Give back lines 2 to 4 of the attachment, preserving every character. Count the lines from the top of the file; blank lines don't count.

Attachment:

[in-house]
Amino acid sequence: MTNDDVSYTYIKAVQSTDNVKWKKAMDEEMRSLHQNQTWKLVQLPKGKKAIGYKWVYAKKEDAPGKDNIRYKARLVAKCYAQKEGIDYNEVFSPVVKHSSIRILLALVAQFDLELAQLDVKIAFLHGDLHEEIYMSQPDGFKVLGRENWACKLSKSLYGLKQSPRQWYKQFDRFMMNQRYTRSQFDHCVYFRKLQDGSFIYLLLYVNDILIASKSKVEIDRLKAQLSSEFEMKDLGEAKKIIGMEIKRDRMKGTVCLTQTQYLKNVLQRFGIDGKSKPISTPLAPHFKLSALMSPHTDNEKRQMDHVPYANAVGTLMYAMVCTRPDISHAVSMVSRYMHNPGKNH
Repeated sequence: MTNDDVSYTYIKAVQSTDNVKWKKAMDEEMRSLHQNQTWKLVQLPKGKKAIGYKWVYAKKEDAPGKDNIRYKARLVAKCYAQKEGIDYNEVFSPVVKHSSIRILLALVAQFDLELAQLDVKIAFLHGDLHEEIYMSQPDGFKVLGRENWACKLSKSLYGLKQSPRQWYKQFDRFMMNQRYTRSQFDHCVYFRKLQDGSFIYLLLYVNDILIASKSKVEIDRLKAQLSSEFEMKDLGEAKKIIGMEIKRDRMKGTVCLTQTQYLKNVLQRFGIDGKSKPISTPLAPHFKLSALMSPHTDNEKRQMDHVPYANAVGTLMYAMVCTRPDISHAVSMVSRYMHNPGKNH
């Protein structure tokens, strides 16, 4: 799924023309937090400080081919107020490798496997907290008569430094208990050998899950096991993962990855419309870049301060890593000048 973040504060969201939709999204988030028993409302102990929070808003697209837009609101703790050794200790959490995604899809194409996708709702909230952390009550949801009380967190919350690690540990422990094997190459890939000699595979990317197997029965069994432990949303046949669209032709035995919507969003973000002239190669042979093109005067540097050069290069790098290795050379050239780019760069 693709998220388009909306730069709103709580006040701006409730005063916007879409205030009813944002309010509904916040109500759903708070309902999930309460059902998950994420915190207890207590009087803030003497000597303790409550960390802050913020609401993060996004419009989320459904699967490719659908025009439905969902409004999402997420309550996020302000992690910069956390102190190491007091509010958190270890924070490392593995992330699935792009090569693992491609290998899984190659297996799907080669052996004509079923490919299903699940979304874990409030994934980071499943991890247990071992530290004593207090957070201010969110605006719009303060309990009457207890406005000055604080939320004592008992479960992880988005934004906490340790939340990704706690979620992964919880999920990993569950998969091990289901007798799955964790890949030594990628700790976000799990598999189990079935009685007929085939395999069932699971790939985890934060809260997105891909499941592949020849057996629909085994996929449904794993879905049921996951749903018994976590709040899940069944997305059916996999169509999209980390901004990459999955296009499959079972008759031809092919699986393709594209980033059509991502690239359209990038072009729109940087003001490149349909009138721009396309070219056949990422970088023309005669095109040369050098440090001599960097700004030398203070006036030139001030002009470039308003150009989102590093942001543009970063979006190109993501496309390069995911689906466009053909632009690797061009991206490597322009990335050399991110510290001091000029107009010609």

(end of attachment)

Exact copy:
Amino acid sequence: MTNDDVSYTYIKAVQSTDNVKWKKAMDEEMRSLHQNQTWKLVQLPKGKKAIGYKWVYAKKEDAPGKDNIRYKARLVAKCYAQKEGIDYNEVFSPVVKHSSIRILLALVAQFDLELAQLDVKIAFLHGDLHEEIYMSQPDGFKVLGRENWACKLSKSLYGLKQSPRQWYKQFDRFMMNQRYTRSQFDHCVYFRKLQDGSFIYLLLYVNDILIASKSKVEIDRLKAQLSSEFEMKDLGEAKKIIGMEIKRDRMKGTVCLTQTQYLKNVLQRFGIDGKSKPISTPLAPHFKLSALMSPHTDNEKRQMDHVPYANAVGTLMYAMVCTRPDISHAVSMVSRYMHNPGKNH
Repeated sequence: MTNDDVSYTYIKAVQSTDNVKWKKAMDEEMRSLHQNQTWKLVQLPKGKKAIGYKWVYAKKEDAPGKDNIRYKARLVAKCYAQKEGIDYNEVFSPVVKHSSIRILLALVAQFDLELAQLDVKIAFLHGDLHEEIYMSQPDGFKVLGRENWACKLSKSLYGLKQSPRQWYKQFDRFMMNQRYTRSQFDHCVYFRKLQDGSFIYLLLYVNDILIASKSKVEIDRLKAQLSSEFEMKDLGEAKKIIGMEIKRDRMKGTVCLTQTQYLKNVLQRFGIDGKSKPISTPLAPHFKLSALMSPHTDNEKRQMDHVPYANAVGTLMYAMVCTRPDISHAVSMVSRYMHNPGKNH
């Protein structure tokens, strides 16, 4: 799924023309937090400080081919107020490798496997907290008569430094208990050998899950096991993962990855419309870049301060890593000048 973040504060969201939709999204988030028993409302102990929070808003697209837009609101703790050794200790959490995604899809194409996708709702909230952390009550949801009380967190919350690690540990422990094997190459890939000699595979990317197997029965069994432990949303046949669209032709035995919507969003973000002239190669042979093109005067540097050069290069790098290795050379050239780019760069 693709998220388009909306730069709103709580006040701006409730005063916007879409205030009813944002309010509904916040109500759903708070309902999930309460059902998950994420915190207890207590009087803030003497000597303790409550960390802050913020609401993060996004419009989320459904699967490719659908025009439905969902409004999402997420309550996020302000992690910069956390102190190491007091509010958190270890924070490392593995992330699935792009090569693992491609290998899984190659297996799907080669052996004509079923490919299903699940979304874990409030994934980071499943991890247990071992530290004593207090957070201010969110605006719009303060309990009457207890406005000055604080939320004592008992479960992880988005934004906490340790939340990704706690979620992964919880999920990993569950998969091990289901007798799955964790890949030594990628700790976000799990598999189990079935009685007929085939395999069932699971790939985890934060809260997105891909499941592949020849057996629909085994996929449904794993879905049921996951749903018994976590709040899940069944997305059916996999169509999209980390901004990459999955296009499959079972008759031809092919699986393709594209980033059509991502690239359209990038072009729109940087003001490149349909009138721009396309070219056949990422970088023309005669095109040369050098440090001599960097700004030398203070006036030139001030002009470039308003150009989102590093942001543009970063979006190109993501496309390069995911689906466009053909632009690797061009991206490597322009990335050399991110510290001091000029107009010609």